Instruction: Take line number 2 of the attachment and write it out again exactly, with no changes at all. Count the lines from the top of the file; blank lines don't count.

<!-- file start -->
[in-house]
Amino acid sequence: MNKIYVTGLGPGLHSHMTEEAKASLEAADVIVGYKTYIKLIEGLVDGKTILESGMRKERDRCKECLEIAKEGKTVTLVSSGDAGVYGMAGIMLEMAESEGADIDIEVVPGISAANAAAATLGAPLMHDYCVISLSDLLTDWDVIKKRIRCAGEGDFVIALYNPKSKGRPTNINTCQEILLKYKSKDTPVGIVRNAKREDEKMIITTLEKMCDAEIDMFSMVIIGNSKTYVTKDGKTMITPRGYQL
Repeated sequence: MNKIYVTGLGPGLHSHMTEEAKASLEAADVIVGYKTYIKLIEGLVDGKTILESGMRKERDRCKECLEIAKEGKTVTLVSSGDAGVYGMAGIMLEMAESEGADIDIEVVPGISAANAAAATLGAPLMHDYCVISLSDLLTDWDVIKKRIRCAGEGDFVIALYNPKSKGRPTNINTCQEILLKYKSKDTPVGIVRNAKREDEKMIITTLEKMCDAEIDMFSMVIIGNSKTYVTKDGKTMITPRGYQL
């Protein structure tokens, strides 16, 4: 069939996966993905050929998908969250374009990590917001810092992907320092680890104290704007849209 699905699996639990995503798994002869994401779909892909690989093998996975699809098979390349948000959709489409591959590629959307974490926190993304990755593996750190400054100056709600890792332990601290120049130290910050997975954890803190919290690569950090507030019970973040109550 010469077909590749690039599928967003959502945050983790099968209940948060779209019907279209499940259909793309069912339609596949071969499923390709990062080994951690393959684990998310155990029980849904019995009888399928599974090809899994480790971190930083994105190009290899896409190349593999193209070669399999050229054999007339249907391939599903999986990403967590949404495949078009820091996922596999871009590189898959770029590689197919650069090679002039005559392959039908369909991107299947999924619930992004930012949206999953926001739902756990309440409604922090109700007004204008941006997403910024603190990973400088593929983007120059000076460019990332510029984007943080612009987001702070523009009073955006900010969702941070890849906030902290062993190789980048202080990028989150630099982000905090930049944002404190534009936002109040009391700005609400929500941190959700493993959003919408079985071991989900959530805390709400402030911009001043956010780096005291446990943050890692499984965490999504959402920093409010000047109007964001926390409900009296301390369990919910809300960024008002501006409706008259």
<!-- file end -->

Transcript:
Amino acid sequence: MNKIYVTGLGPGLHSHMTEEAKASLEAADVIVGYKTYIKLIEGLVDGKTILESGMRKERDRCKECLEIAKEGKTVTLVSSGDAGVYGMAGIMLEMAESEGADIDIEVVPGISAANAAAATLGAPLMHDYCVISLSDLLTDWDVIKKRIRCAGEGDFVIALYNPKSKGRPTNINTCQEILLKYKSKDTPVGIVRNAKREDEKMIITTLEKMCDAEIDMFSMVIIGNSKTYVTKDGKTMITPRGYQL